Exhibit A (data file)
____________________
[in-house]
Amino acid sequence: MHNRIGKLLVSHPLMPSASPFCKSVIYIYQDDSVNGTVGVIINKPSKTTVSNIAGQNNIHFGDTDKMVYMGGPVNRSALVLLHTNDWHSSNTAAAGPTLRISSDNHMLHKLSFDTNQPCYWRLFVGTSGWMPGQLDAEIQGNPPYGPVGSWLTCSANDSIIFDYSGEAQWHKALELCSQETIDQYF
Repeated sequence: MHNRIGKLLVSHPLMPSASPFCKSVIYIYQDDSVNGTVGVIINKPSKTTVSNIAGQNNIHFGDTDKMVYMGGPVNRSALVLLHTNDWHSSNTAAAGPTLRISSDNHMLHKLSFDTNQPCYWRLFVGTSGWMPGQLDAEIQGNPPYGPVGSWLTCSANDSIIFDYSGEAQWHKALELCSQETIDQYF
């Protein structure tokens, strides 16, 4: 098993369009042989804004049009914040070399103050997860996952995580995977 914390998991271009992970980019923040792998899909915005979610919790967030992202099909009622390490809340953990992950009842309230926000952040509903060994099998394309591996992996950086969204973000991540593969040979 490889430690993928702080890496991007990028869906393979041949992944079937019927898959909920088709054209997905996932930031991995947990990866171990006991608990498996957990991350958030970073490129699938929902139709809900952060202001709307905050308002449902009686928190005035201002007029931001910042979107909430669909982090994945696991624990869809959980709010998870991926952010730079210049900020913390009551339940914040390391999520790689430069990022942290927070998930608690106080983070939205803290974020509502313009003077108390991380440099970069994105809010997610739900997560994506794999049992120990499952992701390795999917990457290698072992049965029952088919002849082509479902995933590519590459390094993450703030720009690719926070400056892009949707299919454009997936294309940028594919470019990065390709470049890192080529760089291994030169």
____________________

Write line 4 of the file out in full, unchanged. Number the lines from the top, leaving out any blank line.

């Protein structure tokens, strides 16, 4: 098993369009042989804004049009914040070399103050997860996952995580995977 914390998991271009992970980019923040792998899909915005979610919790967030992202099909009622390490809340953990992950009842309230926000952040509903060994099998394309591996992996950086969204973000991540593969040979 490889430690993928702080890496991007990028869906393979041949992944079937019927898959909920088709054209997905996932930031991995947990990866171990006991608990498996957990991350958030970073490129699938929902139709809900952060202001709307905050308002449902009686928190005035201002007029931001910042979107909430669909982090994945696991624990869809959980709010998870991926952010730079210049900020913390009551339940914040390391999520790689430069990022942290927070998930608690106080983070939205803290974020509502313009003077108390991380440099970069994105809010997610739900997560994506794999049992120990499952992701390795999917990457290698072992049965029952088919002849082509479902995933590519590459390094993450703030720009690719926070400056892009949707299919454009997936294309940028594919470019990065390709470049890192080529760089291994030169």